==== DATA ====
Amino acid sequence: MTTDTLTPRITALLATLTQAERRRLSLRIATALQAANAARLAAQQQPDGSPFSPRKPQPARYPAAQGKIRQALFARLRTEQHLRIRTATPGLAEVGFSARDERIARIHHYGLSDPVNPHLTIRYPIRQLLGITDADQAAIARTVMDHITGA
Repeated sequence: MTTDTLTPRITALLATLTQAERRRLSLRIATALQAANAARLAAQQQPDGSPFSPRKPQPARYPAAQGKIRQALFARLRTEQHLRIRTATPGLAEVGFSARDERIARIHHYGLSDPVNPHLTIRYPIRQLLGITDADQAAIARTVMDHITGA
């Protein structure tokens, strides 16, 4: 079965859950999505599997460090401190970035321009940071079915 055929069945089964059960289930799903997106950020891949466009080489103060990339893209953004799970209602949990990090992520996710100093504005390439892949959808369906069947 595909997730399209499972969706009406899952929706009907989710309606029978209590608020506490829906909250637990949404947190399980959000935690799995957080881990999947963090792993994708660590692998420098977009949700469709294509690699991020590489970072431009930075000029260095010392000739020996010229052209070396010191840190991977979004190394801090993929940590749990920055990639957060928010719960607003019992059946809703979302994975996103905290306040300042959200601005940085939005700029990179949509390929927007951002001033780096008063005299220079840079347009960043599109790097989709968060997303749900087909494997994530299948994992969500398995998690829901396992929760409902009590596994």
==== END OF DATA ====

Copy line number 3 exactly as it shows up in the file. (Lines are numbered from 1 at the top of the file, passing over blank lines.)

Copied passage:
């Protein structure tokens, strides 16, 4: 079965859950999505599997460090401190970035321009940071079915 055929069945089964059960289930799903997106950020891949466009080489103060990339893209953004799970209602949990990090992520996710100093504005390439892949959808369906069947 595909997730399209499972969706009406899952929706009907989710309606029978209590608020506490829906909250637990949404947190399980959000935690799995957080881990999947963090792993994708660590692998420098977009949700469709294509690699991020590489970072431009930075000029260095010392000739020996010229052209070396010191840190991977979004190394801090993929940590749990920055990639957060928010719960607003019992059946809703979302994975996103905290306040300042959200601005940085939005700029990179949509390929927007951002001033780096008063005299220079840079347009960043599109790097989709968060997303749900087909494997994530299948994992969500398995998690829901396992929760409902009590596994």